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Just now, Astro_Rob said:

Haha @gnomus Looks great but my budget is a bit tight. Just to clarify were you being serious or joking? 

Perfectly serious - :laugh2:

No - its very easy to go mad in this game.  I do think a nice widefield low mag eyepiece would be helpful.  I have the Luminos, which is supposedly 82 degrees (compared with the Ethos 100 degrees!) but I think there are nice eyepieces by Baader (Hyperions - 68 degrees) and Explore Scientific (82 degrees again) that are not too bad price-wise.  Your focal length will be different to mine (I am just over 6 feet f/l) so your 'magnification' will likely be slightly different.  But certainly the objects we have been finding have been large enough (I guess we haven't the skills yet to find the small ones!) 

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What Can I Expect To See Astro-Baby's guide to collimation DO NOT buy the eyepiece kit. Stick with the supplied eyepieces for a while, and then buy just a few select eyepieces.

Hi Rob The most important thing to understand when observing galaxies and nebulae is it is down to sky contrast not aperture. To get good contrast you must be at a dark sky site. The darker the s

I think we would find it more difficult star-hopping with a high mag widefield eyepiece - so we started with our widest, thinking that we would then move up the mag when we found the object.  However,

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8 minutes ago, Astro_Rob said:

Also because my Dob will have no motor will it be able to support the luminous without dipping?

I don't know.  It balances perfectly in our scope but we have a significantly larger and heavier mirror than you.  I assume you have ways of adding weight at the mirror end if you need to?

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Incidentally, the first purchase you have to make is a Star Chart if you don't already have one.  We use the Sky and Telescope one http://www.amazon.co.uk/Sky-Telescopes-Pocket-Atlas/dp/1931559317  We also found a 'beginner guide' like this quite useful: http://www.amazon.co.uk/Turn-Left-Orion-Consolmagno-University/dp/B00E28D530/ref=sr_1_2?s=books&ie=UTF8&qid=1459597026&sr=1-2&keywords=turn+left+at+orion+4th+edition No point getting that £650 eyepiece if you can't find anything to look at!  Speaking of which I am about to fit a Telrad finder to the end of my scope - terrific bits of kit http://www.firstlightoptics.com/finders/telrad-finder-astronomy.html.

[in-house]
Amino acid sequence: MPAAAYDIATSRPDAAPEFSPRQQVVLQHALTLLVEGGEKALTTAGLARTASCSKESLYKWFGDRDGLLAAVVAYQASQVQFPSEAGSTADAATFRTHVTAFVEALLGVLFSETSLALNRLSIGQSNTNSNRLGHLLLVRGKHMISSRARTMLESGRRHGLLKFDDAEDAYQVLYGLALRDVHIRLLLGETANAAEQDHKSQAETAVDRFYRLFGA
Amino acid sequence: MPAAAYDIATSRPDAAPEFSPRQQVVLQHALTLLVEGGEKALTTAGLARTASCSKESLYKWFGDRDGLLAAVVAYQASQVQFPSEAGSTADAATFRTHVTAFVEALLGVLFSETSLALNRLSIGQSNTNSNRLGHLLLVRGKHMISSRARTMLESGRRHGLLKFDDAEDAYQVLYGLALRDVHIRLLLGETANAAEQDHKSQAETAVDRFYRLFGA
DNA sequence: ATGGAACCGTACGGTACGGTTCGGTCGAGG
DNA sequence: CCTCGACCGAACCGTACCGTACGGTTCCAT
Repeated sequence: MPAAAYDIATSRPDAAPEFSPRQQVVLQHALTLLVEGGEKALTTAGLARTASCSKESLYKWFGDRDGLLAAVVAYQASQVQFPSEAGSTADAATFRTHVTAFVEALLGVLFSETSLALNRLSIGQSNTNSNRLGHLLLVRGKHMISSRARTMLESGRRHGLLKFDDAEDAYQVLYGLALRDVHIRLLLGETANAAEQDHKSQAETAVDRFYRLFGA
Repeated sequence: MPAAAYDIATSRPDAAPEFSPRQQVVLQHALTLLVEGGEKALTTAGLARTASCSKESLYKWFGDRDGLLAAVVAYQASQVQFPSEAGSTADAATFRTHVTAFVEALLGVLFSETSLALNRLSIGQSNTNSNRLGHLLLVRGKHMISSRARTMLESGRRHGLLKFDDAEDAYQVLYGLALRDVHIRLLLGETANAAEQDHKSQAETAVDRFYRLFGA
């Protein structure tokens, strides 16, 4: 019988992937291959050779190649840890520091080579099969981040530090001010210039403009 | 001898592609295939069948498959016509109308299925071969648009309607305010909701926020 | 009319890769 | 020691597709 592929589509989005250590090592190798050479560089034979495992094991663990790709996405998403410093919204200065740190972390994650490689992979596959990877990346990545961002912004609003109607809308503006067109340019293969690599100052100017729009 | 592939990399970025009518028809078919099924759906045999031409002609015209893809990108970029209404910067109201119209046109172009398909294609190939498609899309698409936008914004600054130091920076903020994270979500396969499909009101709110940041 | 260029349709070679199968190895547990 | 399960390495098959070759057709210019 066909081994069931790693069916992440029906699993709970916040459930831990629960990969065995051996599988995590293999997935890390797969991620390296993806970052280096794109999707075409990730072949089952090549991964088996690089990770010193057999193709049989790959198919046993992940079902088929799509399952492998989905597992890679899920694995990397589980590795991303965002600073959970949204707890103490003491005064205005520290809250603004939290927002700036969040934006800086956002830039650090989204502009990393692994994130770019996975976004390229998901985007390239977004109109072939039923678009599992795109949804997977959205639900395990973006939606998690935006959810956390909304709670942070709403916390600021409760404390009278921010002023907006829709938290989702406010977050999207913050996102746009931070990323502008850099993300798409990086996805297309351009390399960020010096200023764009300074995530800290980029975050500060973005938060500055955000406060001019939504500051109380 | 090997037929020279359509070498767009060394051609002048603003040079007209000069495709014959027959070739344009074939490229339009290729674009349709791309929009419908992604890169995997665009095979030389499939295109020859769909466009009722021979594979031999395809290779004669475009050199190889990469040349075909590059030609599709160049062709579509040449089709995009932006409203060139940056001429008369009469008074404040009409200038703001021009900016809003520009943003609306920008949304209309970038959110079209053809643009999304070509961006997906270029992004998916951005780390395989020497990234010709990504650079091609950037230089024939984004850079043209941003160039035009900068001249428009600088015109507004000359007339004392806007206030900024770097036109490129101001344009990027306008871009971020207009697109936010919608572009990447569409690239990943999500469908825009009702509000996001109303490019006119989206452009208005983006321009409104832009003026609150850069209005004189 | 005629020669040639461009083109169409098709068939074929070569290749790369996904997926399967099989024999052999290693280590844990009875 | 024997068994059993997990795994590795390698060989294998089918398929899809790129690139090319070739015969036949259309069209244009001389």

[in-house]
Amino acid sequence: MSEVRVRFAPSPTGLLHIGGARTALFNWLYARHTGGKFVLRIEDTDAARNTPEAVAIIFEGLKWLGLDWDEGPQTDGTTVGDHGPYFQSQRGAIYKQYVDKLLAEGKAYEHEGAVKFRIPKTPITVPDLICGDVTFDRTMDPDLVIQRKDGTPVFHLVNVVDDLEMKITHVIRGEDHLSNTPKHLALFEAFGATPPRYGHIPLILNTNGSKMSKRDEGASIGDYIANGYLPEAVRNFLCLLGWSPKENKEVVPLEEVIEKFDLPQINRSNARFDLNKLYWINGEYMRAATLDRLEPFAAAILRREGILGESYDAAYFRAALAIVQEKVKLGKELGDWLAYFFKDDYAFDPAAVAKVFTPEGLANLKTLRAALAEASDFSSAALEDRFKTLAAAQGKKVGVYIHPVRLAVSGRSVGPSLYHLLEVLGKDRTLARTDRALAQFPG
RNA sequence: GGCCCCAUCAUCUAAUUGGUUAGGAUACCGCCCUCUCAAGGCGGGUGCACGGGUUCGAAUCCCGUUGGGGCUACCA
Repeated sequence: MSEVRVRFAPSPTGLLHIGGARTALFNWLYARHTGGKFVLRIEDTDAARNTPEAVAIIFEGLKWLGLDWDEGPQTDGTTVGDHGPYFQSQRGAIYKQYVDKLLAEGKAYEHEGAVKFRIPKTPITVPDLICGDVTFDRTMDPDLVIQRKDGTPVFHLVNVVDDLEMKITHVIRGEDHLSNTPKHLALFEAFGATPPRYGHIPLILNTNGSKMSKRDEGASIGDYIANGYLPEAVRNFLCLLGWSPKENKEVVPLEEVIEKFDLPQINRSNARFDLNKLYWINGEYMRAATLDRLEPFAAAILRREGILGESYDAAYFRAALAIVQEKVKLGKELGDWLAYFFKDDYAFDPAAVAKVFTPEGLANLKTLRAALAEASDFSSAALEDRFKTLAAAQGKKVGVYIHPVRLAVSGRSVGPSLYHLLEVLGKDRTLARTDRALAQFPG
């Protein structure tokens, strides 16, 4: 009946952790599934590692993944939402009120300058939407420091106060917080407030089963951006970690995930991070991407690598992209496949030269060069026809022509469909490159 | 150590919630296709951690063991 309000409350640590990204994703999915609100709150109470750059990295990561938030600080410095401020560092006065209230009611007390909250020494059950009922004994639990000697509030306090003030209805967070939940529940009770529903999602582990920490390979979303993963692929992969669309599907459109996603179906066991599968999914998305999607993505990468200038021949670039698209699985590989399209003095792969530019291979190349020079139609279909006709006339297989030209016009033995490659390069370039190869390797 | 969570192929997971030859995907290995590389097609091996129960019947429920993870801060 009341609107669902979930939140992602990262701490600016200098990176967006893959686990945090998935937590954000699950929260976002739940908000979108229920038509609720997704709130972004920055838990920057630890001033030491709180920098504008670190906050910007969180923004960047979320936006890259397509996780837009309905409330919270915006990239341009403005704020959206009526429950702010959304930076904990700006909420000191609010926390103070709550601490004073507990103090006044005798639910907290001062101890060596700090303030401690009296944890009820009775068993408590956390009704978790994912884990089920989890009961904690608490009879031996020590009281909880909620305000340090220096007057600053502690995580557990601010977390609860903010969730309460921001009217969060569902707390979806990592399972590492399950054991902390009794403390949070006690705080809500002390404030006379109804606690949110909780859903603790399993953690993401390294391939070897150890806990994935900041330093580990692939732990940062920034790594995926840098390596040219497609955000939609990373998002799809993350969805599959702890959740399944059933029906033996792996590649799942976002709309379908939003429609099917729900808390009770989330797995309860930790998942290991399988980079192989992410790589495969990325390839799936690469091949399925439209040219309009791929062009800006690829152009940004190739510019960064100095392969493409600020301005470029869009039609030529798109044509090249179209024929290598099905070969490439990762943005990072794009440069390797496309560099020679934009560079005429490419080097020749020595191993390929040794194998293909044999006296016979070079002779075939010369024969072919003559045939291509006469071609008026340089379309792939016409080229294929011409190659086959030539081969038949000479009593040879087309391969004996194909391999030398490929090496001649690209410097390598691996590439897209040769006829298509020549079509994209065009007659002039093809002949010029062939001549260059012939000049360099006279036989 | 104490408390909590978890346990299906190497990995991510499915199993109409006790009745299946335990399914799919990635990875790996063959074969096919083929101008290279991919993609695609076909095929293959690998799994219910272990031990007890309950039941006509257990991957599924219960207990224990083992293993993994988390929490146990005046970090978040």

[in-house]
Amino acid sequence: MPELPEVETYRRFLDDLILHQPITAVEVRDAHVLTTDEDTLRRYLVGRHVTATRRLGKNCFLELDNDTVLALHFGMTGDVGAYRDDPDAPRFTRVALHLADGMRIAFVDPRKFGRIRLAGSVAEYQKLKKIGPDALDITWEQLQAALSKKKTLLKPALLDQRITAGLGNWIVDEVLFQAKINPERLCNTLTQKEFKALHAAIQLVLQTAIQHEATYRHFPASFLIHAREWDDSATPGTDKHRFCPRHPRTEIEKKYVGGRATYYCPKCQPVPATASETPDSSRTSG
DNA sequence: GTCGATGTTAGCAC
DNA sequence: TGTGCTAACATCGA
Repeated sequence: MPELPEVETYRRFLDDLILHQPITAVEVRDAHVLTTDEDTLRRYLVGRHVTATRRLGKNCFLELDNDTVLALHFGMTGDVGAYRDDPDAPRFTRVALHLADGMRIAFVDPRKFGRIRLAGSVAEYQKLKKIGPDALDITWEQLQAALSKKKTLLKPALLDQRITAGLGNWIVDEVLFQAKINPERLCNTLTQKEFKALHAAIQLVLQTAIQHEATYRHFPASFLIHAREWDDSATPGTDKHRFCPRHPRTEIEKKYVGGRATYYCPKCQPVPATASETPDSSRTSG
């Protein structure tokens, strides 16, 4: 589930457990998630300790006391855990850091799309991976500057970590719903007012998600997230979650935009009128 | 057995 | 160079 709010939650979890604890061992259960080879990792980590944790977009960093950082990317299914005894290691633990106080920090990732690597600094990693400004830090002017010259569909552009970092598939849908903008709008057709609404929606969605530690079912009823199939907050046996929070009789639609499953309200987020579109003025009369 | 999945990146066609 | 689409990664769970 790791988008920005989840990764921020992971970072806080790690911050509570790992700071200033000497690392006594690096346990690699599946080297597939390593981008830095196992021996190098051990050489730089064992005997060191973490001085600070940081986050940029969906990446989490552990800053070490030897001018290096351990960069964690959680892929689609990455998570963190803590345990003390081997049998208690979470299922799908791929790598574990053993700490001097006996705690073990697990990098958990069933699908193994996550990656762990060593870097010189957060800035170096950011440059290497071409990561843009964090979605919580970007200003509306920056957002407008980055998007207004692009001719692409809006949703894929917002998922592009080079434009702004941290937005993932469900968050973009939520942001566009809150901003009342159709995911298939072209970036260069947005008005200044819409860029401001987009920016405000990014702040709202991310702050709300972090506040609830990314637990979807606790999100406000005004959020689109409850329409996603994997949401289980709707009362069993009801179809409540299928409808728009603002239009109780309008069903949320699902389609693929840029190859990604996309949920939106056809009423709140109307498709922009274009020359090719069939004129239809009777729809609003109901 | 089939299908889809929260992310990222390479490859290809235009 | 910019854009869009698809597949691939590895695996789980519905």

Before getting the 14.5" we had thought about a 10" http://www.firstlightoptics.com/dobsonians/skywatcher-skyliner-250px-flextube-dobsonian.html or 12"  http://www.firstlightoptics.com/dobsonians/skywatcher-skyliner-300p-flextube-dobsonian.html scope from the Skywatcher stable - I assume that the Orion will be very similar in spec to one of these.

Apologies if you already know all this .....

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I have the 8" Skywatcher version, and from a good site I get some cracking views of galaxies and nebulae, however, they are often just fuzzies, so be prepared to get the awe from finding it and observing something millions of light years away - there are lots of very interesting views up there.

I find the pocket atlas invaluable, along with a red head torch if you don't have one.

Have a look at the SWA 70° 22mm from Skywatcher, it's a cracking eyepiece and not too expensive - you may have sessions where this is all you use - I used to have one but have just upgraded to a ExSci 82.

As for collimation, I have both a laser for in the field (make sure the laser is collimated - the only thing I find is that it is sometimes too bright to see down the tube properly, so one with variable brightness would bee good) and a Cheshire for checking it inside during cloudy night maintenance sessions.

Have fun, you've got a great scope there. :-)

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2 hours ago, gnomus said:

I am very new to Dobsonians so am not an expert - but perhaps my beginner thoughts would be helpful.  We got our scope only a couple of weeks ago.  It is  a little larger than yours.  It was supplied with a collimating cheshire type thing.  We did collimate with this a couple of times but we were never very 'certain', how accurate we had been.  I decided to get a Howie Glatter laser and a Tubelug.  This was very easy to use and gave a very positive indication when everything was set right.  It wasn't cheap though, but I believe that one has to be careful with laser colimators.  A wise man told me that you needed to check that the laser itself was well collimated before using it to collimate the scope.